Vaporesso has long since established itself as one of the ‘big players’ in producing affordable vaping devices that have an air of ‘premium’ about them. According to Vaporesso, the Axon chip, which features in the Vaporesso Target 100 kit, is made with components that ‘do more’ for its users.
Vaporesso makes several lofty claims when it comes to the Axon chipset within the Target 100 mod. They say that it will deliver extra battery time, better heat control, and the best performance.
Is this true? When paired with the Vaporesso iTank, does the Axon chip deliver ‘the perfectly balanced taste consistently’? It looks like a good kit, but how does it perform?
Well, read on, because you are about to find out…
- Vaporesso Target 100 MOD
- Vaporesso iTank (5ml)
- 0.2ohm GTi Mesh Coil
- 0.4ohm Gti Mesh Coil
- Spare Glass Tube
- Battery Adapter
- Spare O rings
- Type-C USB Charging Cable
- User Manual
- Warranty and Authenticity Card
- Size: 140mm x 28.6mm x 35.1mm
- Battery: single 21700/18650 battery compatible
- Capacity: 5ml
- Power Range: 5 – 100w
- Modes: F(t), Pulse, Wattage, DIY, Bypass
Design and Build Quality: Vaporesso Target 100 Mod
When I opened the box, I was quite pleasantly surprised by the look and feel of this device. The mod fuses a sleek alloy body with a lightly padded fabric section. It is also worth noting that this fabric section should make the mod splash resistant and ideally suited to taking outdoors.
It looks quite classy, and the size of the mod, combined with an ever so slight padded feel, makes it one of the most comfortable mods I have encountered.
Considering that it can house a 21700 sized battery, this mod is pretty much as compact as you will get without going down the tube route. You can even install a smaller 18650 battery using the supplied adaptor tube too.
The mod features a small raised ‘plinth’ on which your tank will sit. For users with tanks that are 24.5mm or below, this will give your set up a really neat look. However, if you have anything bigger, there will be an overhang. The plinth runs right to the edge of the mod, so there is practically zero slack to play with.
I didn’t like that this raises the overall height of any tank by around 2mm. Presumably, this was to allow more room inside for the mod’s inner workings. When dealing with mods as compact as this, when you borrow from one area, you have to pay back with another.
The battery door is an area that I need to talk about. It’s good in that changing the battery is as easy as it gets. Push it back, flip it open and slide your battery in.
I found that there is a tendency to inadvertently slide the battery door backward if you grab it in just the wrong way. Granted, this is a rarity, but the fact that it happened more than once is a negative in my book.
Overall, I did like the look and feel of the mod.
One downside which became apparent after a few days of use is that a thread or two, making up the weave of the braided section, had begun to look a little frayed.
While designed for outdoor use, I don’t feel like this mod would keep its stunning good looks long if kept in a pocket with keys or other loose items.
When it comes to the iTank, I’m afraid to say that I have mixed feelings.
I think a few features are really quite clever, but I feel like they are a little let down by poor design, hence my lower score.
First, the good.
The tank is sleek and simple-looking, which works well with the mod. The drip tip looks and feels like an 810. However, it is actually mounted on a 510 sized post. This is good if you want to fit a different 510 drip tip but doesn’t make the tank ideal for those who want to use a regular 810.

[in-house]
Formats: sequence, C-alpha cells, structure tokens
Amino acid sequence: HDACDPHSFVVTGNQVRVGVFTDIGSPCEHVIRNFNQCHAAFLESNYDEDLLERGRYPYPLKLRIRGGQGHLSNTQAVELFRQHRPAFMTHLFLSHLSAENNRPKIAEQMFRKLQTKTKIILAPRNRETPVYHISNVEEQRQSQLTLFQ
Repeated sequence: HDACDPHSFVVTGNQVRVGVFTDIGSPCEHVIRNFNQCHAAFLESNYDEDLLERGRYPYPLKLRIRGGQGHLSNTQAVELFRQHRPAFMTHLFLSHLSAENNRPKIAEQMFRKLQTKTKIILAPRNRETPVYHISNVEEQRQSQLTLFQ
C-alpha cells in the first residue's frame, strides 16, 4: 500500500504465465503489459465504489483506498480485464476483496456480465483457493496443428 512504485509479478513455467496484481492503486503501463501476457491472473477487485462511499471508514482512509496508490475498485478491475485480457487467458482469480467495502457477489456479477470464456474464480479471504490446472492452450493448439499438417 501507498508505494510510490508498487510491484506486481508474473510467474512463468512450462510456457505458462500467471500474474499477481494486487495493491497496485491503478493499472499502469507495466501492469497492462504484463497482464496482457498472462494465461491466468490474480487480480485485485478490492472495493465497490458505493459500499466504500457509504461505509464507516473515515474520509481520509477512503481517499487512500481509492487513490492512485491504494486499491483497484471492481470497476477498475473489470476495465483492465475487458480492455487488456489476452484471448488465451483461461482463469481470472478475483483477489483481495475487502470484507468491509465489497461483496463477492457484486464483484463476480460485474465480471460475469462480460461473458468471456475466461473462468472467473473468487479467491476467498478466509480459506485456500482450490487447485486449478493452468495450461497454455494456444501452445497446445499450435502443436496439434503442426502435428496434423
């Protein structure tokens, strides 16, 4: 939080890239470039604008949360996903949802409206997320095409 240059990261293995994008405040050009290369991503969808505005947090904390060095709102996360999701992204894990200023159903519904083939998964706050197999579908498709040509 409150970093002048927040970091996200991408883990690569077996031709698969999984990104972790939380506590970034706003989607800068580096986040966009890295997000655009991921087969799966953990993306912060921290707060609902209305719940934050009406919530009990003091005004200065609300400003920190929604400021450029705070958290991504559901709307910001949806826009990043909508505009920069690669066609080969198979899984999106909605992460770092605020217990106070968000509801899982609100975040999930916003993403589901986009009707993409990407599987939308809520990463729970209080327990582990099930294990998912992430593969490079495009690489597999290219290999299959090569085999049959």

I really like how easy this tank is to get set up. For a beginner, it would be absolutely ideal. Prime the coil with a few drops of ejuice and pop it into the aperture on the rear of the tank. That’s it.
At 5ml, this tank has enough capacity to last a long while too. From opening the box to getting vaping must have taken me less than a minute.
So, what’s the bad?
Well, we need to talk about the filling port and the design of the tank in general. As this is where the tank falls down
The filling port is top-mounted, which should make life relatively easy. It is accessed by swiveling the top cap of the tank counterclockwise to access a double-lipped rubberized ‘gasket’ underneath.
However, the top cap only just moves clear of the filling hole.
If you’ve got a skinny tipped bottle, this won’t be a problem, but anyone wanting to use a 100ml’ short fill’ bottle will be frustrated. I had to bend the nozzle of my bottle to get enough of an angle to insert it far enough to penetrate the two rubber seals surrounding the hole.
And it doesn’t end there.
Like I said, you swivel the cap counterclockwise to access the filling port, and as it swings out, it makes quite a large lever.
Do you know what else swivels counterclockwise?
The entire tank.
Practically every time I flipped it open to refill it, I managed to partially unscrew the tank.
Is this a deal-breaker? Not really. Is it frustrating? Absolutely.
There is a workaround, which is to unscrew the top cap completely. You can move the entire filling assembly further and gain better access, but this isn’t too convenient and makes the entire system little more than an over-engineered version of the usual top-fill systems you’ll see on most tanks.
The tank also features a base-mounted airflow ring that has a mechanical stop. The ring moves pretty easily (perhaps a little too easily), and again, as a result, when selecting airflow, you can find that you are all of a sudden slightly unscrewing your tank.
Minor engineering gripes aside, the airflow ring has no play whatsoever. I was pleased that everything from fully open to almost completely closed produces no whistling whatsoever.
Vaporesso is proud of this airflow system. It has three inlets designed to circulate air and strike the coil from all sides, giving a smoother experience. This bottom-mounted triple inlet feature is also designed to minimize pools of condensation, effectively preventing the odd drop of e-juice from making its way out into your pocket.
It really works too! I had no drips or leaks at any point.